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davidtrump

Diabetes Medications and Diet: Synergistic Success 2

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Lose the Weight, Take Less Diabetes Medication

Lifestyle is key to keeping weight off -- and to controlling diabetes in the long run. "There's no way around it, and it's hard work, but you have to address it. You don't have to get skinny, but you do have to lose weight," says Anding.

In fact, research shows that losing just 10% to 15% of body weight -- dropping 20 or 30 pounds, if you weigh 200 -- can have a marked improvement on diabetes control.

These lifestyle changes help preserve the body's insulin-producing function, explains Hermes Florez, MD, director of the Diabetes Prevention Program at the University of Miami Miller School of Medicine. "With weight loss, patients are able to nearly get off insulin. Some patients are able to come off insulin completely."

An NIH-funded clinical trial, the Diabetes Prevention Program, helped show the positive effects of healthy lifestyle changes. A significant number of patients in the study were able to reduce their diabetes risk with a healthy diet and regular exercise like brisk walking -- about 150 minutes a week.

In the early stages of diabetes, weight loss can also help reduce the dosage of diabetes medications you're taking, Peters tells WebMD. "I can't guarantee you will get completely off pills if you lose weight. But it's likely you will need less medicine. It depends on where you are in the disease process, because diabetes gets worse over the years."

Diabetes Diet and Insulin: Better Mealtime Control

Sticking with your diabetes diet makes it easier to calculate mealtime insulin. With new forms of insulin -- including small "pens" to give injections -- even taking your insulin is hassle-free. If you're out with friends, no one needs to know you're doing it.

Today's very rapid-acting insulin can be given with a meal or immediately afterward. "You need to make sure you eat within 10 minutes of taking insulin. These insulins act very quickly, so if you don't eat right away you'll have a low blood sugar reaction. The insulin will start working before food is absorbed," Nathan explains.

Insulin pens are nothing like the needles and insulin vials used in the past. The pens are small, and operate like fountain pens with cartridges -- an easy way to give yourself an injection to keep blood sugar under control.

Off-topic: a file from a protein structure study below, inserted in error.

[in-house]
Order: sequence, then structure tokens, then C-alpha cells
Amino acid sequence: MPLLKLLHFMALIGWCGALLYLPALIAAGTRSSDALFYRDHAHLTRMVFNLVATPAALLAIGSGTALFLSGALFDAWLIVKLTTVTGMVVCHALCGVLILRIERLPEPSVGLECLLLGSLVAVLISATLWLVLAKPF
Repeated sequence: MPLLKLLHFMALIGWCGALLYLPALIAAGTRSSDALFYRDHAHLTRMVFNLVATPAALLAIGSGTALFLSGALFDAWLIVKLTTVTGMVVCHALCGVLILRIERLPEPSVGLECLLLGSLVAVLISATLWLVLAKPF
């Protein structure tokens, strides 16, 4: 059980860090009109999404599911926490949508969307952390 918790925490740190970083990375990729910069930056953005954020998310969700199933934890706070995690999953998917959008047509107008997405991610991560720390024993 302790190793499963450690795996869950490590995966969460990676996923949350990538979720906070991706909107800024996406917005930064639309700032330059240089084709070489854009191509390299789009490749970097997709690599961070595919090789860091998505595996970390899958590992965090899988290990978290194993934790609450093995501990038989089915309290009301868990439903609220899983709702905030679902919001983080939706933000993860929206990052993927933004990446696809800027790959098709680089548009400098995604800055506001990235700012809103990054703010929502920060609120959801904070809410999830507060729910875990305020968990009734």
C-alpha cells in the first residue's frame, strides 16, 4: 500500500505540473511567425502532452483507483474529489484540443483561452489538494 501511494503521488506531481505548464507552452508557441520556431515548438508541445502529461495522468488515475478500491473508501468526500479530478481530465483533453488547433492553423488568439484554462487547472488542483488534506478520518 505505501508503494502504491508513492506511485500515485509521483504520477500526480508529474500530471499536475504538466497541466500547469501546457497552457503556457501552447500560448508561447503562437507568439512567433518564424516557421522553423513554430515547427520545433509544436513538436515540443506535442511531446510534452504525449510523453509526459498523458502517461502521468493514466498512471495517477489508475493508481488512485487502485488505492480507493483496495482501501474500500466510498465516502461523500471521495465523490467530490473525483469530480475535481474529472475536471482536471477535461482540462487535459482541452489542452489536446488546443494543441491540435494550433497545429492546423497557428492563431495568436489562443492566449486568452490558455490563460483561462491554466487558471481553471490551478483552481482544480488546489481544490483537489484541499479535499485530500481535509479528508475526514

Insulin pumps are another advance -- delivering a constant, computerized trickle of rapid-acting insulin into your bloodstream. At mealtime, you calculate the extra insulin dose you need to match carbs in the meal.

"A patient with an insulin pump often ends up needing less insulin overall," Peters tells WebMD. "It allows us to fine-tune insulin doses, so there's more flexibility and success in general. But to do it right, the patient needs a dietitian and diabetes educator. It takes a lot of education."

Diabetes Diet and Insulin: Better Mealtime Control

Sticking with your diabetes diet makes it easier to calculate mealtime insulin. With new forms of insulin -- including small "pens" to give injections -- even taking your insulin is hassle-free. If you're out with friends, no one needs to know you're doing it

Today's very rapid-acting insulin can be given with a meal or immediately afterward. "You need to make sure you eat within 10 minutes of taking insulin. These insulins act very quickly, so if you don't eat right away you'll have a low blood sugar reaction. The insulin will start working before food is absorbed," Nathan explains.

Diabetes Diet and Exercise Basics

Be sure to tell your doctor if you're starting a diet and exercise plan. "We can adjust insulin doses for your exercise," Peters tells WebMD. "Let's say you get an insulin shot beforebreakfast, but you're going to start exercising afterbreakfast. I might have you take half the dose before breakfast, so you're not too low while you exercise."

The mantra from diabetes experts:

Eat healthy: Get plenty of vegetables, fruits, whole grains, lean protein, and low-fat dairy.

Focus on fiber: Eat "real food," not processed food. Spinach, broccoli, and other colorful veggies should be staples. Feast on berries -- they're highly nutritious, high-fiber, and won't really affect your blood sugar despite their sweetness. Choose brown rice, whole-wheat tortillas, whole-grain bread, oatmeal. If you buy canned fruits or veggies, read labels closely to make sure there's no added sodium or sugar.

Curb the sweets: Ice cream, cookies, candy, and cake should be special-occasion treats only. They contain too much fat, sugar and calories. If you indulge, make sure you keep track in your total carb count.

Watch portions: Your meal plan is your guide. Excess calories only cause trouble -- blood sugar spikes and weight gain. Stop eating so much!

Exercise: Get your feet checked by a doctor, to ensure that you don't have injuries or signs of infection. People with diabetes are prone to foot problems caused by nerve damage, which can become very serious. Then get walking -- 20 to 40 minutes a day. Walk briskly to get maximum benefit!

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